Taiwan’s Changhua District Prosecutors Office are seeking a heavy penalty for two people allegedly responsible for dumping untreated wastewater from an electroplating plant into irrigation ditches. The Dongxi Er Zhen (東西二圳) irrigation canal feeds into farmland in the region, and authorities noted that water samples contained 4,452 times the acceptable level for chromium, according to the Central News Agency. The chemicals dumped into the waterway contained hexavalent chromium.
The two people being charge with illegal wastewater dumping, but both have claimed no responsibility for the pollution. The chemicals were traced to the factory after Taiwan Changhua Irrigation Associations suspected upstream pollution. Further inspection by the Environmental Protection Bureau led to the factory.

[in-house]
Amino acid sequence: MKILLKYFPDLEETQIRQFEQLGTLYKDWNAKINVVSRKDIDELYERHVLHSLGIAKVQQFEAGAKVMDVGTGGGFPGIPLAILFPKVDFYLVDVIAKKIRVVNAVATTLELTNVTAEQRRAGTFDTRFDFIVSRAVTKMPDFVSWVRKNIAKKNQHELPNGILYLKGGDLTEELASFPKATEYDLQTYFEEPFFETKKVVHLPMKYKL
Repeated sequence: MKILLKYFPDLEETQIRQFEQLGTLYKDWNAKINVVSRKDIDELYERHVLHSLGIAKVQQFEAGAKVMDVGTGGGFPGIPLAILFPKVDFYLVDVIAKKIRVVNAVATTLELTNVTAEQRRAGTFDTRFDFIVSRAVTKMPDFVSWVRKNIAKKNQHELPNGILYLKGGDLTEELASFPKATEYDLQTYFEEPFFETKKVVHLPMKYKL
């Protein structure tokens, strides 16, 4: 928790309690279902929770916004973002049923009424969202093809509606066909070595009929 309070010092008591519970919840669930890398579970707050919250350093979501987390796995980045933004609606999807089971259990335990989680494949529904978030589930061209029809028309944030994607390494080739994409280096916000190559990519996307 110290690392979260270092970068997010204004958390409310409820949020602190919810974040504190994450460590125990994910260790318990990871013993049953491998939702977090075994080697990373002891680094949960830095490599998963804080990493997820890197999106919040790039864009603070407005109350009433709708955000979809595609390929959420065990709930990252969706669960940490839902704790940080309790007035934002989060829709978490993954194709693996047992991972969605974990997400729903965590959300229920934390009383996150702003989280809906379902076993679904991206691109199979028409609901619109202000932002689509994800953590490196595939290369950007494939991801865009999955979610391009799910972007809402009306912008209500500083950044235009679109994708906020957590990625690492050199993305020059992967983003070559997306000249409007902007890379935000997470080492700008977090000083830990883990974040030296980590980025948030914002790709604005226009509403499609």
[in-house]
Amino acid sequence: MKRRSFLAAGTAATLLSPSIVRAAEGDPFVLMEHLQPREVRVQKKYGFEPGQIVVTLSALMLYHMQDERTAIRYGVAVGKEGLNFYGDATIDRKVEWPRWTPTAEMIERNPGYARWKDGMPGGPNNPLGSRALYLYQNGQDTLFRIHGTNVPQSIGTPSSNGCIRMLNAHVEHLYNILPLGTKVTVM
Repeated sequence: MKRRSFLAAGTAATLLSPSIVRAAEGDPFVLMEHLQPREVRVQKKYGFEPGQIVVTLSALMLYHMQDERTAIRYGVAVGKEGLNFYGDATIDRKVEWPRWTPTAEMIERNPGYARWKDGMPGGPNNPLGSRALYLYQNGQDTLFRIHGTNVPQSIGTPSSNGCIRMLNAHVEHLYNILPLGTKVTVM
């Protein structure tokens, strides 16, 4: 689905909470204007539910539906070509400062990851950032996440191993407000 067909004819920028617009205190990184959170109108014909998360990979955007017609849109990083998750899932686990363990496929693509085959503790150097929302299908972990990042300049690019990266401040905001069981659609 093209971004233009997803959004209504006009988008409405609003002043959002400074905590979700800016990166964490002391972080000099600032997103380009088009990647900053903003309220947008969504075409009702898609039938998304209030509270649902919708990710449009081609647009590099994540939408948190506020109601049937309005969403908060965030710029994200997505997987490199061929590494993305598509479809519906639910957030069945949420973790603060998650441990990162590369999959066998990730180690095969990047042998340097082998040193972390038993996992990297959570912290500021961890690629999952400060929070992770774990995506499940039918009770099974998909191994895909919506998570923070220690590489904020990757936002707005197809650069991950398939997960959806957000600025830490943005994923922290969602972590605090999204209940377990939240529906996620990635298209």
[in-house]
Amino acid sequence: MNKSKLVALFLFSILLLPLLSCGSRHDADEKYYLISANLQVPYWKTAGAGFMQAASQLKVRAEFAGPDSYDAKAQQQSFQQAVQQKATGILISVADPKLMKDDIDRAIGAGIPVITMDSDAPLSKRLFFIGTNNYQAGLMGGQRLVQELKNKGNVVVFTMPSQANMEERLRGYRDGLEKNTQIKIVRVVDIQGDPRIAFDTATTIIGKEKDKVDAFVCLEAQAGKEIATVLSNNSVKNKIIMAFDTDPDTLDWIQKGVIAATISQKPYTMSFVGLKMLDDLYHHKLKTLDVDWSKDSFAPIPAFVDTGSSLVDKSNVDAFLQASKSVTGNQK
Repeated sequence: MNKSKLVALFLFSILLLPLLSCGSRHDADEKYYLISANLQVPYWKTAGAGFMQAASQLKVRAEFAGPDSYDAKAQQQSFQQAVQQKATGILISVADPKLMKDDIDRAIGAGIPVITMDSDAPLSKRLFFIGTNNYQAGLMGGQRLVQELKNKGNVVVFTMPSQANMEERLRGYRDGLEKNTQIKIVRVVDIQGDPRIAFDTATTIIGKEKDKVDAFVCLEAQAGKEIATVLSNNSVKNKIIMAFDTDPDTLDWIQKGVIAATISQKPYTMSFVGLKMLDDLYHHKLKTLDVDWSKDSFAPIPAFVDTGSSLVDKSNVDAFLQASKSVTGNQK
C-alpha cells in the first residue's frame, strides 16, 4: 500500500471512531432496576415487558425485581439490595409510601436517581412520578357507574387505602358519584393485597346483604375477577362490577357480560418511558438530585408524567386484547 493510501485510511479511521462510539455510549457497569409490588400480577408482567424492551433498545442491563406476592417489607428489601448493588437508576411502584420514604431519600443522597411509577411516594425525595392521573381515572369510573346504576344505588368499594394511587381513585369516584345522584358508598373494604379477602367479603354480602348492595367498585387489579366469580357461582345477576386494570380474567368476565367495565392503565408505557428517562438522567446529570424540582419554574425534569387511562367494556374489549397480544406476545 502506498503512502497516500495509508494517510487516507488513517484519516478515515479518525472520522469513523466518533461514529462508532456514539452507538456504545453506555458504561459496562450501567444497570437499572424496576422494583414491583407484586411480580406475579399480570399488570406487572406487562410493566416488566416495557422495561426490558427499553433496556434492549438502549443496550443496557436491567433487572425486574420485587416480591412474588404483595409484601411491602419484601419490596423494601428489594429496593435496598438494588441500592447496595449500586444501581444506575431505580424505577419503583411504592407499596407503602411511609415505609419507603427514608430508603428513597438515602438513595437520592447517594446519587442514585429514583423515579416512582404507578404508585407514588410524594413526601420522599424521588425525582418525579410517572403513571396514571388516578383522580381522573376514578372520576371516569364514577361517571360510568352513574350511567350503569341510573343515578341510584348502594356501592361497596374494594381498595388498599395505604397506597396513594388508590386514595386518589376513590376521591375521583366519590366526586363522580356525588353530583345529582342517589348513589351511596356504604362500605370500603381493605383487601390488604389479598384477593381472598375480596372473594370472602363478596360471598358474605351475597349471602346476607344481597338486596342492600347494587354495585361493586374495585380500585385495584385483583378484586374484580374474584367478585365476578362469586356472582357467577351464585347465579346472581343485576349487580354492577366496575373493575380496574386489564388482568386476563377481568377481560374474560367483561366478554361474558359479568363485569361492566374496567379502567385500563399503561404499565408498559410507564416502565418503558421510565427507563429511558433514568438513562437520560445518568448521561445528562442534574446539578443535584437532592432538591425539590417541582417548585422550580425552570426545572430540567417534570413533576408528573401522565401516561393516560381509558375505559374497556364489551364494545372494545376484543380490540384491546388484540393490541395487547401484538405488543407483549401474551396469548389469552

Authorities claim that the factory gained over NT$2 million (US$63,855) in profits over nine years by illegally dumping the chemicals. Prosecutors hope to recover the company’s illegal gains as well as some of the remediation costs.
The county Environmental Protection Bureau shuttered the factory on November 19, 2018, UDN reported. Authorities arrested a female manager and her employee who have been charged according to Taiwan’s Water Pollution Control Act. The employee had allegedly been instructed to pump the wastewater directly into the drainage system that fed into the irrigation canal.
The Dongxi Er Zhen irrigation canal is surrounded on both side with rice paddies. The Changhua County Government estimates that 478 farms were affected by the pollution. Remediation costs are estimated at over NT$100 million.